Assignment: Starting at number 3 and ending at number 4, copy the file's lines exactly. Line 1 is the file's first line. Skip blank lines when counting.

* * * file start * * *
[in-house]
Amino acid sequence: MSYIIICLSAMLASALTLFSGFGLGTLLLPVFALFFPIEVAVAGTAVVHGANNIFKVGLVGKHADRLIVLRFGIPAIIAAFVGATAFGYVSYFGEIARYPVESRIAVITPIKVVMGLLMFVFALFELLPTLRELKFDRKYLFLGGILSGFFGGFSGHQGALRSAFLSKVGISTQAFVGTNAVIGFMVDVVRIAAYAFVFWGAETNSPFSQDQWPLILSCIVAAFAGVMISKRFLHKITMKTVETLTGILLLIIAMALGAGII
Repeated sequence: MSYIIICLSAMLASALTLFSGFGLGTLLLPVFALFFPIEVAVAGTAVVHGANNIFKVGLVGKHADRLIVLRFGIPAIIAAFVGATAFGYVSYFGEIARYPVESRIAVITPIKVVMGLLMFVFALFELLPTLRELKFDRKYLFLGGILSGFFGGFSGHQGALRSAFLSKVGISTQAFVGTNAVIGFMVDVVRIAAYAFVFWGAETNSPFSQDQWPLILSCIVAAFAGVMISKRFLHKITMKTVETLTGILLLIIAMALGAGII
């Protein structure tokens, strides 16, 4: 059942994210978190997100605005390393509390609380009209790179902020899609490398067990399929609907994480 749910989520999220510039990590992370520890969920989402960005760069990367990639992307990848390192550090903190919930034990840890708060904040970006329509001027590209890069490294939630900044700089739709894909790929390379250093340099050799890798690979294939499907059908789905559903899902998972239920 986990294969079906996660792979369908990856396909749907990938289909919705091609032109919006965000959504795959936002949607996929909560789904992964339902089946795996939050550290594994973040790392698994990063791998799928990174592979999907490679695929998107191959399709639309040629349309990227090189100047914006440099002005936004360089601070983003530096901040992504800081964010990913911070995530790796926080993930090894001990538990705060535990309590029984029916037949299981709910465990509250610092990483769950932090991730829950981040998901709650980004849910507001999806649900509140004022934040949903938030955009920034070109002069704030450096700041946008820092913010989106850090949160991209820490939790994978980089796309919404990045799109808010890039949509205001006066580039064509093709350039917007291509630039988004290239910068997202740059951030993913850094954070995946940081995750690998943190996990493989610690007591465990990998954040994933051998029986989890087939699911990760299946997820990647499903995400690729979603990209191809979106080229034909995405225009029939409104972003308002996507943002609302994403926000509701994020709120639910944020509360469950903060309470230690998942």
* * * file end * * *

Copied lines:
Repeated sequence: MSYIIICLSAMLASALTLFSGFGLGTLLLPVFALFFPIEVAVAGTAVVHGANNIFKVGLVGKHADRLIVLRFGIPAIIAAFVGATAFGYVSYFGEIARYPVESRIAVITPIKVVMGLLMFVFALFELLPTLRELKFDRKYLFLGGILSGFFGGFSGHQGALRSAFLSKVGISTQAFVGTNAVIGFMVDVVRIAAYAFVFWGAETNSPFSQDQWPLILSCIVAAFAGVMISKRFLHKITMKTVETLTGILLLIIAMALGAGII
């Protein structure tokens, strides 16, 4: 059942994210978190997100605005390393509390609380009209790179902020899609490398067990399929609907994480 749910989520999220510039990590992370520890969920989402960005760069990367990639992307990848390192550090903190919930034990840890708060904040970006329509001027590209890069490294939630900044700089739709894909790929390379250093340099050799890798690979294939499907059908789905559903899902998972239920 986990294969079906996660792979369908990856396909749907990938289909919705091609032109919006965000959504795959936002949607996929909560789904992964339902089946795996939050550290594994973040790392698994990063791998799928990174592979999907490679695929998107191959399709639309040629349309990227090189100047914006440099002005936004360089601070983003530096901040992504800081964010990913911070995530790796926080993930090894001990538990705060535990309590029984029916037949299981709910465990509250610092990483769950932090991730829950981040998901709650980004849910507001999806649900509140004022934040949903938030955009920034070109002069704030450096700041946008820092913010989106850090949160991209820490939790994978980089796309919404990045799109808010890039949509205001006066580039064509093709350039917007291509630039988004290239910068997202740059951030993913850094954070995946940081995750690998943190996990493989610690007591465990990998954040994933051998029986989890087939699911990760299946997820990647499903995400690729979603990209191809979106080229034909995405225009029939409104972003308002996507943002609302994403926000509701994020709120639910944020509360469950903060309470230690998942």